Fuel cells, especially polymer electrolyte membrane fuel cells (PEMFC), are already used in hydrogen-powered automobiles. With the increasing spread of this technology, a larger quantity of this type of fuel cell will have reached the end of its life by 2030 at the latest. Due to the high proportion of valuable technology metals and ecological considerations, an efficient recycling of materials contained in PEM fuel cells is necessary. However, a recycling process tailor-made for fuel cells is not yet available on an industrial scale.
This challenge is now being met by a consortium led by the Fraunhofer IWKS. As part of the "BReCycle" project, the consortium, consisting of the five research and industrial partners Fraunhofer IWKS, Proton Motor Fuel Cell GmbH, MAIREC Edelmetallgesellschaft mbH, Electrocycling GmbH and KLEIN Anlagenbau AG, is developing a closed-loop recycling concept specifically for PEM fuel cells.
The aim of the project is to develop a sustainable process for the processing of fuel cells, with which high-quality material fractions can be generated, especially from the electrode coating, and the polymer membrane can be separated. The valuable precious metals such as platinum and ruthenium are particularly important for the recycling market of fuel cells. General recycling processes for precious metals that are currently in use are also designed for these metals, in which polymer electrolyte membrane fuel cells are currently largely processed. Platinum and ruthenium, as well as other valuable and rare metals, are recovered in pyrometallurgical metal recycling processes. However, the pyrometallurgical recycling of fuel cells produces highly toxic fluorine compounds from the fluorinated nafion membrane, which means that a large-format conversion requires very complex waste gas purification. Up to now, there are no recycling processes that can be used efficiently on an industrial scale to sufficiently separate the polymer membranes prior to melt preparation, thus eliminating the risk of hydrogen fluoride formation in the melting process. In addition, base metals such as steel or aluminium are largely lost in the process.
The BReCycle project aims to develop a new approach that ensures a high degree of recovery of the raw materials used and is superior in terms of environmental compatibility (especially energy balance) and economic efficiency. At the same time, aspects of product design (Design for Recycling and Design for Circularity) are to be investigated and implemented in order to increase the recyclability of fuel cells and to promote the use of secondary materials in the sense of resource protection and to develop new business models on this basis.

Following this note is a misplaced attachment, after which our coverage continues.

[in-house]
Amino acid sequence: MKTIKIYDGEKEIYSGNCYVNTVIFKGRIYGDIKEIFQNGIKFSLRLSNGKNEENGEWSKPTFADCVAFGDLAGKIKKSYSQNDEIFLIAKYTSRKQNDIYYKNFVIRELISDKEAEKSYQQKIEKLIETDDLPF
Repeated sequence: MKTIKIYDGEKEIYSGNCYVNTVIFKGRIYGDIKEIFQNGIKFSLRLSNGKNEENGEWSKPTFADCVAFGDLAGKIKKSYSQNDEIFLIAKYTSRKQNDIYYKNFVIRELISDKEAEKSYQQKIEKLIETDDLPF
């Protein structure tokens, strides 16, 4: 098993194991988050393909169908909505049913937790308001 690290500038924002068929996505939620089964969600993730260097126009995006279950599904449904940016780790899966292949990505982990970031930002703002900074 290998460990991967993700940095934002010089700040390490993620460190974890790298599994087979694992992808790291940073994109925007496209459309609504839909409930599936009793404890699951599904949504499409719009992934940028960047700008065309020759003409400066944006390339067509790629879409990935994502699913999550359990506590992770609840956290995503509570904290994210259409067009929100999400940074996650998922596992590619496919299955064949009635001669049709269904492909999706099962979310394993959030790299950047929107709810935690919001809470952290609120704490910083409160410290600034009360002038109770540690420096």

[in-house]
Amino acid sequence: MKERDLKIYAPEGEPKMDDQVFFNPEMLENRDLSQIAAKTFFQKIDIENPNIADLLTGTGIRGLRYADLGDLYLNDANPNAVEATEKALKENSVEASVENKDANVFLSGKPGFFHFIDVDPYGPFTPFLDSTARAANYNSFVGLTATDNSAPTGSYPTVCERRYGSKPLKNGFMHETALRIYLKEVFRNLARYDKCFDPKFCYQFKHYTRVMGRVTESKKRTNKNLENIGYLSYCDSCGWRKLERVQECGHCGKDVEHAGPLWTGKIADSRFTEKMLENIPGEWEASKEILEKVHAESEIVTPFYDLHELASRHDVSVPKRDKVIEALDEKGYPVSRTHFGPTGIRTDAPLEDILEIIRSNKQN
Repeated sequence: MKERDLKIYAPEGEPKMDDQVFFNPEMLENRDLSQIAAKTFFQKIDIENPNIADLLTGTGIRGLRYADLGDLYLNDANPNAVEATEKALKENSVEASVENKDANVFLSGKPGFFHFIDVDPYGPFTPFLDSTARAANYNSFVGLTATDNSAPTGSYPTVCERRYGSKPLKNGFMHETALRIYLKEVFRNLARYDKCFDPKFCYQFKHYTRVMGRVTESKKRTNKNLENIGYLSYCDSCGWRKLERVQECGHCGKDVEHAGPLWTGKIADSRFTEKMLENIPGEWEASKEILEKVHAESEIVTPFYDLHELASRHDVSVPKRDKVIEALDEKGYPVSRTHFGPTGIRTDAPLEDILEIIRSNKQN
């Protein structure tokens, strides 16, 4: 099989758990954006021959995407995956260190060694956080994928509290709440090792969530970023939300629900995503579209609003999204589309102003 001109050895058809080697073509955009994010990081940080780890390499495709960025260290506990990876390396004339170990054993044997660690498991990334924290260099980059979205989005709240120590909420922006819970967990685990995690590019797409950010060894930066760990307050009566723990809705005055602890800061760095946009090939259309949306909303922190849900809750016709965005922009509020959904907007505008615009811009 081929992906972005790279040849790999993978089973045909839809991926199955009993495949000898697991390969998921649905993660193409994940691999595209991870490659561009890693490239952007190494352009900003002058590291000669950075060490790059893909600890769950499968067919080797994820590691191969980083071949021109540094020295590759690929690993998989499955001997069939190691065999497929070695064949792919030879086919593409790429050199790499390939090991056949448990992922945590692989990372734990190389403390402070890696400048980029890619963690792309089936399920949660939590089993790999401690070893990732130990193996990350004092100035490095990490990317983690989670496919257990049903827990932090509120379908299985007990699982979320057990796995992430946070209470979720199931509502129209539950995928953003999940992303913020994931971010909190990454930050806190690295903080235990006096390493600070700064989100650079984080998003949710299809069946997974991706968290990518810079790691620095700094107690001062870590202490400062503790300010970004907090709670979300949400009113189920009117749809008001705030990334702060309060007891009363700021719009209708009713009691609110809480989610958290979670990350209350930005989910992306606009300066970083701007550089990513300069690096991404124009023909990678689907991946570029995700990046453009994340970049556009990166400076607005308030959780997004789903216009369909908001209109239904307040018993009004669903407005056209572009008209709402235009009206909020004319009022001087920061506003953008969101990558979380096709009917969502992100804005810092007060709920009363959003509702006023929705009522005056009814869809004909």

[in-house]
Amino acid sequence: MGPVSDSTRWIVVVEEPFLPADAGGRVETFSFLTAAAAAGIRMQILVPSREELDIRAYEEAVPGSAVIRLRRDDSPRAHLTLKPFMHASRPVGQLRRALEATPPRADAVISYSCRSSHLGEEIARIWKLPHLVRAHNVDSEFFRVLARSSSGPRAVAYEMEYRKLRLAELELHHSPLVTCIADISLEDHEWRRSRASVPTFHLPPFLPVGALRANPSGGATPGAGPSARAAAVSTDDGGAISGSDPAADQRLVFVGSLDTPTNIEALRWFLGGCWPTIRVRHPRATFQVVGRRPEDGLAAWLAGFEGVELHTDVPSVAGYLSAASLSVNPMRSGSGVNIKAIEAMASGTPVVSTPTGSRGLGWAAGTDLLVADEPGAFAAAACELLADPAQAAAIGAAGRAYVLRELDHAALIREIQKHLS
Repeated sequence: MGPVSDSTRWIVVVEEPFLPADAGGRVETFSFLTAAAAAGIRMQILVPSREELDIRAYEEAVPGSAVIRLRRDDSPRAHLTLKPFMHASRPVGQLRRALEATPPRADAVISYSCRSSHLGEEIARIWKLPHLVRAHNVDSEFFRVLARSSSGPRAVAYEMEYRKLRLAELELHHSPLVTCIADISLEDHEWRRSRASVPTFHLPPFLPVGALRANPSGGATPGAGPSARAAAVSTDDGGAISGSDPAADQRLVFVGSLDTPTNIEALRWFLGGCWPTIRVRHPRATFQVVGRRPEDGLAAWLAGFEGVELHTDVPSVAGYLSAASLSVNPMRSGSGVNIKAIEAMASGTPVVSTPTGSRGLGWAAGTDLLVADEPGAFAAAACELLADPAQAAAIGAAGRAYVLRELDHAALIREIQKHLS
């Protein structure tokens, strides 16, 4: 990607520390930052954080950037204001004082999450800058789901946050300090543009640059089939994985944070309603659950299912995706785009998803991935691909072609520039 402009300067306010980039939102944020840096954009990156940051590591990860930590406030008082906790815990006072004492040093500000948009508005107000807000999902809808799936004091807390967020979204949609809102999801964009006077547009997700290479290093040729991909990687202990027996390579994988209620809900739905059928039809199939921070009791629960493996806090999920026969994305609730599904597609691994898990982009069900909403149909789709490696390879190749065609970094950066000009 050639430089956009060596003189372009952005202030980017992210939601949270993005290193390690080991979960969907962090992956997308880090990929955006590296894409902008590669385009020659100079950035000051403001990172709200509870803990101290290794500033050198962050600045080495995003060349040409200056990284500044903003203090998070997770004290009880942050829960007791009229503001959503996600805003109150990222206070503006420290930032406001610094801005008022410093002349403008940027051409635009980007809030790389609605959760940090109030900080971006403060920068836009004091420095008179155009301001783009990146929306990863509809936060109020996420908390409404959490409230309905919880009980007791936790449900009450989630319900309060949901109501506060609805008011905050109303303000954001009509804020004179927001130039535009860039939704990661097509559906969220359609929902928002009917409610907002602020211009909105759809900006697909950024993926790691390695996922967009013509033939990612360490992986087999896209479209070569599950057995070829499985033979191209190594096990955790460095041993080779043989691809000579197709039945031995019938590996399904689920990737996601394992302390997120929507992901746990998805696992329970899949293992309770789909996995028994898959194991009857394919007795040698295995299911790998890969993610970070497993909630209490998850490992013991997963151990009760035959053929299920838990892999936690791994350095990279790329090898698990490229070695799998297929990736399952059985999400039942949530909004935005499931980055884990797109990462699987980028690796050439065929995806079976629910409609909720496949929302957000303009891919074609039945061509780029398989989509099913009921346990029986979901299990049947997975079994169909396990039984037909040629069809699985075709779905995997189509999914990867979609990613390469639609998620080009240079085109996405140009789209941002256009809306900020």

The recycling process itself will be designed for complete fuel cell modules as well as for individual components. To this end, a pre-dismantling process will first be developed to remove components such as electrical connections or cables. Electrohydraulic fragmentation (EHF) will be used for further selective comminution. Here, the pre-dismantled assemblies are placed in a reactor filled with water and fragmented material-selectively by means of shock waves (pressure waves generated by electrical discharge). In particular, the platinum-containing, catalytically active layer on the electrodes is to be separated from the plastic.
The materials fragmented in this way can then be separated into the material fractions catalyst powder and graphite as well as polymer and metals by simple physical separation processes such as sieving and filtering. For the separation of the polymer membrane from the metal freight, an identification by means of IR sensor technology and corresponding component-selective discharge is tested in the process. The metal fractions obtained can then be efficiently processed using established metallurgical treatment methods.
Due to the desired high concentration of the various recyclable materials such as platinum, ruthenium and other metals from the catalytically active layer, a significantly more efficient use of chemicals is required, for example, in a downstream wet-chemical processing. The saving of process steps through the specific treatment of previously separated recyclables results in a significant ecological and especially economic advantage compared to other processes.
The project approach aims at a high purity of all generated fractions by material-selective digestion of the product allowing a more effective separation of the fractions. The target fraction is the concentrated precious metal, which can then be recycled.